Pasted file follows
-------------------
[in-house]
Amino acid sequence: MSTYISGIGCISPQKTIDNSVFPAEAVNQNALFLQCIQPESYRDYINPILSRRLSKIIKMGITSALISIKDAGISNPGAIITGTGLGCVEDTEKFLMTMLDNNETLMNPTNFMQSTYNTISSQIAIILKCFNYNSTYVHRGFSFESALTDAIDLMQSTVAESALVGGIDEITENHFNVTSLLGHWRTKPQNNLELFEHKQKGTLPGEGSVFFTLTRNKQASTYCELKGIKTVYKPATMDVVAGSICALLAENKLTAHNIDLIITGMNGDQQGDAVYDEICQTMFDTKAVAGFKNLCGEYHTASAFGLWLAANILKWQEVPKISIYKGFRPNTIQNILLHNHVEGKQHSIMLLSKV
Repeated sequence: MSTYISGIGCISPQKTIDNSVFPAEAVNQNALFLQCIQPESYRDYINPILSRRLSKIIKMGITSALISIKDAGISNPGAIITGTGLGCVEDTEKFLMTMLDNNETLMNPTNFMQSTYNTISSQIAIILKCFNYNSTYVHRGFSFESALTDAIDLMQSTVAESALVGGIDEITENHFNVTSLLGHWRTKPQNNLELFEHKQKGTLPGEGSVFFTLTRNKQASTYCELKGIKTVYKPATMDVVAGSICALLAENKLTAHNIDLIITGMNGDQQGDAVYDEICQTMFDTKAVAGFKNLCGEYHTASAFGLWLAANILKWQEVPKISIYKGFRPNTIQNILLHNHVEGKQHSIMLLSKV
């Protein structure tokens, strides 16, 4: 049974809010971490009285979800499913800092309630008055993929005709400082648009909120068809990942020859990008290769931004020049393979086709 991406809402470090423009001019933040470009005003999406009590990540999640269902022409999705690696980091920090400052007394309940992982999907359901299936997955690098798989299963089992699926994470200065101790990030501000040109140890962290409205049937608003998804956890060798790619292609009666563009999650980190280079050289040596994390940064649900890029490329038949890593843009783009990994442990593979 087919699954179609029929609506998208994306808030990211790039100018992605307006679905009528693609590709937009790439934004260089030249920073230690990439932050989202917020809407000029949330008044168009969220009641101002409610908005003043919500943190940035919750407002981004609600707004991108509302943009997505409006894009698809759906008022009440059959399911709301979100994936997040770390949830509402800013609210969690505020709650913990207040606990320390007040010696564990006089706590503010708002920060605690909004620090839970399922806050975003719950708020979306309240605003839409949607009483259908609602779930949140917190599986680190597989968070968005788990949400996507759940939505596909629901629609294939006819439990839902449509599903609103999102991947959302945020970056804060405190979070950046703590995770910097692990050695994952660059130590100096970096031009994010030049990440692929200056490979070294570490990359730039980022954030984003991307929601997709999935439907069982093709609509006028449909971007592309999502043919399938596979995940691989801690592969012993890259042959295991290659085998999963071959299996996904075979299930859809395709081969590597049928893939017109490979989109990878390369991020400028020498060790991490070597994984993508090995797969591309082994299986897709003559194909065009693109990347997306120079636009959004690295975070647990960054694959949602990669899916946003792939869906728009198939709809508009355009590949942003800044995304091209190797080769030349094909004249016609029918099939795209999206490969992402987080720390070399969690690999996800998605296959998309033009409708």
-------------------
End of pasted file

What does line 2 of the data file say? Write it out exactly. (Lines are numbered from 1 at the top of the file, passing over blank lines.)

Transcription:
Amino acid sequence: MSTYISGIGCISPQKTIDNSVFPAEAVNQNALFLQCIQPESYRDYINPILSRRLSKIIKMGITSALISIKDAGISNPGAIITGTGLGCVEDTEKFLMTMLDNNETLMNPTNFMQSTYNTISSQIAIILKCFNYNSTYVHRGFSFESALTDAIDLMQSTVAESALVGGIDEITENHFNVTSLLGHWRTKPQNNLELFEHKQKGTLPGEGSVFFTLTRNKQASTYCELKGIKTVYKPATMDVVAGSICALLAENKLTAHNIDLIITGMNGDQQGDAVYDEICQTMFDTKAVAGFKNLCGEYHTASAFGLWLAANILKWQEVPKISIYKGFRPNTIQNILLHNHVEGKQHSIMLLSKV